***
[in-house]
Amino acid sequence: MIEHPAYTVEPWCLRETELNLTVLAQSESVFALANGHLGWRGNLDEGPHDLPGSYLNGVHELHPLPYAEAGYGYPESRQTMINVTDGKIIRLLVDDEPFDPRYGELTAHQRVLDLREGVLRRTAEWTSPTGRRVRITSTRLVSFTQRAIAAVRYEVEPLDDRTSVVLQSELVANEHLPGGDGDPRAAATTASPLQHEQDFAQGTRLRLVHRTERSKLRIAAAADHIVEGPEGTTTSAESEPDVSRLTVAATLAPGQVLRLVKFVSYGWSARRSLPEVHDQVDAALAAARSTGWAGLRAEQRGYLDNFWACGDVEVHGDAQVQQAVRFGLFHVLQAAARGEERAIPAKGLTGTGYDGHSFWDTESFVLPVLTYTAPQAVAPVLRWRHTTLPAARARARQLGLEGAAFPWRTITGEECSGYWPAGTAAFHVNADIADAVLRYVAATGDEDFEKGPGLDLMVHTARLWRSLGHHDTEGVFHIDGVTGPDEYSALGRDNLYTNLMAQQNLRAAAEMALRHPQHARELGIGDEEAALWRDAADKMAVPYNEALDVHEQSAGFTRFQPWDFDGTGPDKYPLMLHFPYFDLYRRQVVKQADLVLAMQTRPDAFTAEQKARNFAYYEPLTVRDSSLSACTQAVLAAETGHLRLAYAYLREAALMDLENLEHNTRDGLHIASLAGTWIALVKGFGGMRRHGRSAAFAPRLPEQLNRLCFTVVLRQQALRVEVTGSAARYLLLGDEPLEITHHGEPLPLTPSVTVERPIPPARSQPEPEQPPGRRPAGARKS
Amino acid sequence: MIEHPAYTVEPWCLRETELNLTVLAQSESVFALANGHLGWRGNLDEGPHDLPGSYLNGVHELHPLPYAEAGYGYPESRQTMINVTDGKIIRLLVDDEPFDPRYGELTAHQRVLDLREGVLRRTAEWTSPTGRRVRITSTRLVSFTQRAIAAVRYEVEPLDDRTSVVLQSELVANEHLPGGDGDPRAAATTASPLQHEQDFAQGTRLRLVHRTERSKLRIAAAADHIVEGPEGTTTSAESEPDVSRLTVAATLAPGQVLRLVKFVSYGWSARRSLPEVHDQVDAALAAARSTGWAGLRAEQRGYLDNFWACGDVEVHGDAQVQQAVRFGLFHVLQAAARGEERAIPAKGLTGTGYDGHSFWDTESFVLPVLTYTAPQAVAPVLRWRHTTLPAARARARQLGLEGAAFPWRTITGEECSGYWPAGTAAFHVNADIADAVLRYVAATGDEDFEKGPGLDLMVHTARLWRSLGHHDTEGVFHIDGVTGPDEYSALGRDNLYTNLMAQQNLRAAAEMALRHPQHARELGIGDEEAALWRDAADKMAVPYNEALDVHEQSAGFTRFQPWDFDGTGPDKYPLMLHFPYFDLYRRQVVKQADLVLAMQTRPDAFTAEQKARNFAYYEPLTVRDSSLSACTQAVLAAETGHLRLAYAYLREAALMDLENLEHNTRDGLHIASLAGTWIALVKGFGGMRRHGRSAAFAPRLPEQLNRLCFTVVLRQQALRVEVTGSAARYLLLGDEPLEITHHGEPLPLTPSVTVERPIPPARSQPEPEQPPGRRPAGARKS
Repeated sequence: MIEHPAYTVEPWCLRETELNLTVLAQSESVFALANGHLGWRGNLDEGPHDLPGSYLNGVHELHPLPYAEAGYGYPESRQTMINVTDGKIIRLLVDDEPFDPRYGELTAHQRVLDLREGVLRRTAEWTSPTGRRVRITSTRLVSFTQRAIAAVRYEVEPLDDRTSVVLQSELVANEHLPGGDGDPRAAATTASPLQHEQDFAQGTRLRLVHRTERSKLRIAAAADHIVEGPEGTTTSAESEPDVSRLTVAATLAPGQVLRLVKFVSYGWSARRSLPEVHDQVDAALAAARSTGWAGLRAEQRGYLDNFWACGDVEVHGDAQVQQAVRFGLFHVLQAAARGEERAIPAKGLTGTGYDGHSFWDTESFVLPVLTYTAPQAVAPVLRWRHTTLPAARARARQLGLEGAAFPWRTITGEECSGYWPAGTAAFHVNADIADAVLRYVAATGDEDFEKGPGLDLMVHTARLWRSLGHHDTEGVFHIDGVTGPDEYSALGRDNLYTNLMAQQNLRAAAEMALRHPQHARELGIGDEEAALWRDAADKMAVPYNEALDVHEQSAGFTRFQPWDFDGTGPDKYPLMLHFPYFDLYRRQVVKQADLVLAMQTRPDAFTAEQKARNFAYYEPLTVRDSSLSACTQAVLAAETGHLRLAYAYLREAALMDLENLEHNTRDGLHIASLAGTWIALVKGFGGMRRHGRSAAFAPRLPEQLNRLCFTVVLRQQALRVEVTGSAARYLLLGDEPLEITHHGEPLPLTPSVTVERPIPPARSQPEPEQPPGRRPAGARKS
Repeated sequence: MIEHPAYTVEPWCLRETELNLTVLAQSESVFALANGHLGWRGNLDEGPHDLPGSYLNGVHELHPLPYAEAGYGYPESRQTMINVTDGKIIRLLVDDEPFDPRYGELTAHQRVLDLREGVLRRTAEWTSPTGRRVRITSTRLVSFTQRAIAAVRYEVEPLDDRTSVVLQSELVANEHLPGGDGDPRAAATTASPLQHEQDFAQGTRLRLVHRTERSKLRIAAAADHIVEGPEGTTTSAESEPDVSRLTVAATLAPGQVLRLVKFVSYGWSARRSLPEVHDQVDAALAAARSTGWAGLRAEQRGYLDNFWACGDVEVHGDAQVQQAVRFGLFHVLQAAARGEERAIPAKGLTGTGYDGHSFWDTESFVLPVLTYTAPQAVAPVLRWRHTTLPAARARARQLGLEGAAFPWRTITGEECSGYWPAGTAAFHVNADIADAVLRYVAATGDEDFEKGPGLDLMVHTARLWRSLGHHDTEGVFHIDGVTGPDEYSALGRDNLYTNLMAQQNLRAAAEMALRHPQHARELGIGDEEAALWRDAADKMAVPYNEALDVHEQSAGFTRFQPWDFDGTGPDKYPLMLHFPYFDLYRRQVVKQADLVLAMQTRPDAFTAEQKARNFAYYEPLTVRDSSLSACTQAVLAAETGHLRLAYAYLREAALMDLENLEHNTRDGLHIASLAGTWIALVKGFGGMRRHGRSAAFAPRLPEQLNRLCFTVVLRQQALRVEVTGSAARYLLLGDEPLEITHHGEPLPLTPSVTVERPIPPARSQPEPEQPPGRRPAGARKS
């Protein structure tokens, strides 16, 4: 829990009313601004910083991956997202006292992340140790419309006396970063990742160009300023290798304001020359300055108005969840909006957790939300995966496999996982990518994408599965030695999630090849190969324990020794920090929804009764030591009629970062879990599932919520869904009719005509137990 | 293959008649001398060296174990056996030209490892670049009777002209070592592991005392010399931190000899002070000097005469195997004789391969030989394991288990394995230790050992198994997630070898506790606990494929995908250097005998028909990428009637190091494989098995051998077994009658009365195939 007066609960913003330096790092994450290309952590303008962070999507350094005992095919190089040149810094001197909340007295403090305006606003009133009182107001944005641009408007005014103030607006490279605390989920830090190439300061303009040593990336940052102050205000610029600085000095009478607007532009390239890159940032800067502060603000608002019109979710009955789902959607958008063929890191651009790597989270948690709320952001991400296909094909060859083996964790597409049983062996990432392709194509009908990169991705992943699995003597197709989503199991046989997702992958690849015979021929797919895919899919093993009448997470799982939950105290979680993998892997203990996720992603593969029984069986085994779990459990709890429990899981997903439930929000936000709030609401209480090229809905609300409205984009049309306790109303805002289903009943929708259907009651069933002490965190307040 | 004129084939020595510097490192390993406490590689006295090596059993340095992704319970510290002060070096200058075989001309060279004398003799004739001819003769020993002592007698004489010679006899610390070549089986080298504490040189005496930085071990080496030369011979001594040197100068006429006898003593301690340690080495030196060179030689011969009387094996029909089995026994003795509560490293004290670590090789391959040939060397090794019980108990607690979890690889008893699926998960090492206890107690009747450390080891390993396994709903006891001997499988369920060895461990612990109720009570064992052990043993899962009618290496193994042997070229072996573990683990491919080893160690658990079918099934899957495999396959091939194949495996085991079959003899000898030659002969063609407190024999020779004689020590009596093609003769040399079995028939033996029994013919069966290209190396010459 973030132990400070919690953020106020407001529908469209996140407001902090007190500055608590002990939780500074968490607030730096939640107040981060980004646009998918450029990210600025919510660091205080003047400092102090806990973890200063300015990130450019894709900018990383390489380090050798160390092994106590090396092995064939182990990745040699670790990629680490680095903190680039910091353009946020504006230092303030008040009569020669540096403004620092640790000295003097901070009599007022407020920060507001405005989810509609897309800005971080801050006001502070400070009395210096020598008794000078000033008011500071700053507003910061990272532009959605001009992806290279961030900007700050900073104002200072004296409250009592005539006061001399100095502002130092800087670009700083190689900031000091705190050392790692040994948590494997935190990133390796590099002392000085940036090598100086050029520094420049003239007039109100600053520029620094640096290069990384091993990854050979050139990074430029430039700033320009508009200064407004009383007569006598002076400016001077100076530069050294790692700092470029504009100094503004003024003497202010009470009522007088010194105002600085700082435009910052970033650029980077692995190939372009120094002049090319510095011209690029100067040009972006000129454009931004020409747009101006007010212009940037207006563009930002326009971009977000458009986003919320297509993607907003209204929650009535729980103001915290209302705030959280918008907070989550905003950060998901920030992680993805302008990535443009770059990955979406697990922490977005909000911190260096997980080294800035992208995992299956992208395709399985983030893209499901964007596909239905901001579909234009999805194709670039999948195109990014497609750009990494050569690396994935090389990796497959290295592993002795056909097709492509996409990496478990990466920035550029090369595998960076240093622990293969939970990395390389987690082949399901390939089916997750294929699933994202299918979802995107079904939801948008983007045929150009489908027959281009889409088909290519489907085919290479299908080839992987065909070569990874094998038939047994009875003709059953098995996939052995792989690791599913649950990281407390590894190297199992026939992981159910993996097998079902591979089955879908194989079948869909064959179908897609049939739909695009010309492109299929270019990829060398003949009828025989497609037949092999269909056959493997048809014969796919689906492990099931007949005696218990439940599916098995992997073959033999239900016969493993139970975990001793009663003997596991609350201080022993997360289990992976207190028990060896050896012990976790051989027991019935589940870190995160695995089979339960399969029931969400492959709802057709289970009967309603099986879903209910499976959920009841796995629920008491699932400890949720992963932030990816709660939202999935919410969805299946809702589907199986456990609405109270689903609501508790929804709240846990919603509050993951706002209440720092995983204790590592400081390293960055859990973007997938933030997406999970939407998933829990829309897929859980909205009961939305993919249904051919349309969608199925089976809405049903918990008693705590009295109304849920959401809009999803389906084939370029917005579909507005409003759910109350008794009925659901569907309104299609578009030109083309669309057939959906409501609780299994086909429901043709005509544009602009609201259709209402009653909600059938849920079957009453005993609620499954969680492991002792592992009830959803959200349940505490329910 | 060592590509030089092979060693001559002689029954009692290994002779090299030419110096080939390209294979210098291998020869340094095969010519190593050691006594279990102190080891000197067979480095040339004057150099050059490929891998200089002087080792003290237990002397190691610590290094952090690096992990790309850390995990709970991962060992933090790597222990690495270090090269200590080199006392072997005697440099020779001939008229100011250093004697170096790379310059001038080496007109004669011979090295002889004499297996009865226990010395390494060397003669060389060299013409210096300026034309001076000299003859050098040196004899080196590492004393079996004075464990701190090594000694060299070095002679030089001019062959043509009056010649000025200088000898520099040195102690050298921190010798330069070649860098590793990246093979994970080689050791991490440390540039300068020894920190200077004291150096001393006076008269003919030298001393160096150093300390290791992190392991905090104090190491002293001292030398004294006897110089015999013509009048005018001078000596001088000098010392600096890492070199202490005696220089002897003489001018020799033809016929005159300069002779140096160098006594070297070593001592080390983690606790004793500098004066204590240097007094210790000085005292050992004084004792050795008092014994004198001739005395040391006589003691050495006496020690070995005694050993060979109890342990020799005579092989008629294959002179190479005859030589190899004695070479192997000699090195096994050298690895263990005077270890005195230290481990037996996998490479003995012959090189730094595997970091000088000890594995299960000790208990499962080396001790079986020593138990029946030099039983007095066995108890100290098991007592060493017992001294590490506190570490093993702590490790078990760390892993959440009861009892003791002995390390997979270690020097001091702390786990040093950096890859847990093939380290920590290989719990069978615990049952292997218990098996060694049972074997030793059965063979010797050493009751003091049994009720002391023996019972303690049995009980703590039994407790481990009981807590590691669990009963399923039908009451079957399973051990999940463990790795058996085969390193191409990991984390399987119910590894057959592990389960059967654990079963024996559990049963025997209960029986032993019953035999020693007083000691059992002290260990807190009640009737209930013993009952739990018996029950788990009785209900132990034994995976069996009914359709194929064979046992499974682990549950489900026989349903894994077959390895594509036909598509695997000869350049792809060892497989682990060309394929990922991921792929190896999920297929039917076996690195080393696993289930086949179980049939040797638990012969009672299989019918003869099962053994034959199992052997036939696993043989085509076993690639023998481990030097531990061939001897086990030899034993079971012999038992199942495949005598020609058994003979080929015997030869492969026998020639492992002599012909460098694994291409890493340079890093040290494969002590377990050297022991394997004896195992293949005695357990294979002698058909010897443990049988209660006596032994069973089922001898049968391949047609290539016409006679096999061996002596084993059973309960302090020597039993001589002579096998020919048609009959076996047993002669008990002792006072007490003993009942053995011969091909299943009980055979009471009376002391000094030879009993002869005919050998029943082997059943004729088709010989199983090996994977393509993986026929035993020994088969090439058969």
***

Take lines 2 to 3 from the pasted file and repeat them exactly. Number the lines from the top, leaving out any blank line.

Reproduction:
Amino acid sequence: MIEHPAYTVEPWCLRETELNLTVLAQSESVFALANGHLGWRGNLDEGPHDLPGSYLNGVHELHPLPYAEAGYGYPESRQTMINVTDGKIIRLLVDDEPFDPRYGELTAHQRVLDLREGVLRRTAEWTSPTGRRVRITSTRLVSFTQRAIAAVRYEVEPLDDRTSVVLQSELVANEHLPGGDGDPRAAATTASPLQHEQDFAQGTRLRLVHRTERSKLRIAAAADHIVEGPEGTTTSAESEPDVSRLTVAATLAPGQVLRLVKFVSYGWSARRSLPEVHDQVDAALAAARSTGWAGLRAEQRGYLDNFWACGDVEVHGDAQVQQAVRFGLFHVLQAAARGEERAIPAKGLTGTGYDGHSFWDTESFVLPVLTYTAPQAVAPVLRWRHTTLPAARARARQLGLEGAAFPWRTITGEECSGYWPAGTAAFHVNADIADAVLRYVAATGDEDFEKGPGLDLMVHTARLWRSLGHHDTEGVFHIDGVTGPDEYSALGRDNLYTNLMAQQNLRAAAEMALRHPQHARELGIGDEEAALWRDAADKMAVPYNEALDVHEQSAGFTRFQPWDFDGTGPDKYPLMLHFPYFDLYRRQVVKQADLVLAMQTRPDAFTAEQKARNFAYYEPLTVRDSSLSACTQAVLAAETGHLRLAYAYLREAALMDLENLEHNTRDGLHIASLAGTWIALVKGFGGMRRHGRSAAFAPRLPEQLNRLCFTVVLRQQALRVEVTGSAARYLLLGDEPLEITHHGEPLPLTPSVTVERPIPPARSQPEPEQPPGRRPAGARKS
Amino acid sequence: MIEHPAYTVEPWCLRETELNLTVLAQSESVFALANGHLGWRGNLDEGPHDLPGSYLNGVHELHPLPYAEAGYGYPESRQTMINVTDGKIIRLLVDDEPFDPRYGELTAHQRVLDLREGVLRRTAEWTSPTGRRVRITSTRLVSFTQRAIAAVRYEVEPLDDRTSVVLQSELVANEHLPGGDGDPRAAATTASPLQHEQDFAQGTRLRLVHRTERSKLRIAAAADHIVEGPEGTTTSAESEPDVSRLTVAATLAPGQVLRLVKFVSYGWSARRSLPEVHDQVDAALAAARSTGWAGLRAEQRGYLDNFWACGDVEVHGDAQVQQAVRFGLFHVLQAAARGEERAIPAKGLTGTGYDGHSFWDTESFVLPVLTYTAPQAVAPVLRWRHTTLPAARARARQLGLEGAAFPWRTITGEECSGYWPAGTAAFHVNADIADAVLRYVAATGDEDFEKGPGLDLMVHTARLWRSLGHHDTEGVFHIDGVTGPDEYSALGRDNLYTNLMAQQNLRAAAEMALRHPQHARELGIGDEEAALWRDAADKMAVPYNEALDVHEQSAGFTRFQPWDFDGTGPDKYPLMLHFPYFDLYRRQVVKQADLVLAMQTRPDAFTAEQKARNFAYYEPLTVRDSSLSACTQAVLAAETGHLRLAYAYLREAALMDLENLEHNTRDGLHIASLAGTWIALVKGFGGMRRHGRSAAFAPRLPEQLNRLCFTVVLRQQALRVEVTGSAARYLLLGDEPLEITHHGEPLPLTPSVTVERPIPPARSQPEPEQPPGRRPAGARKS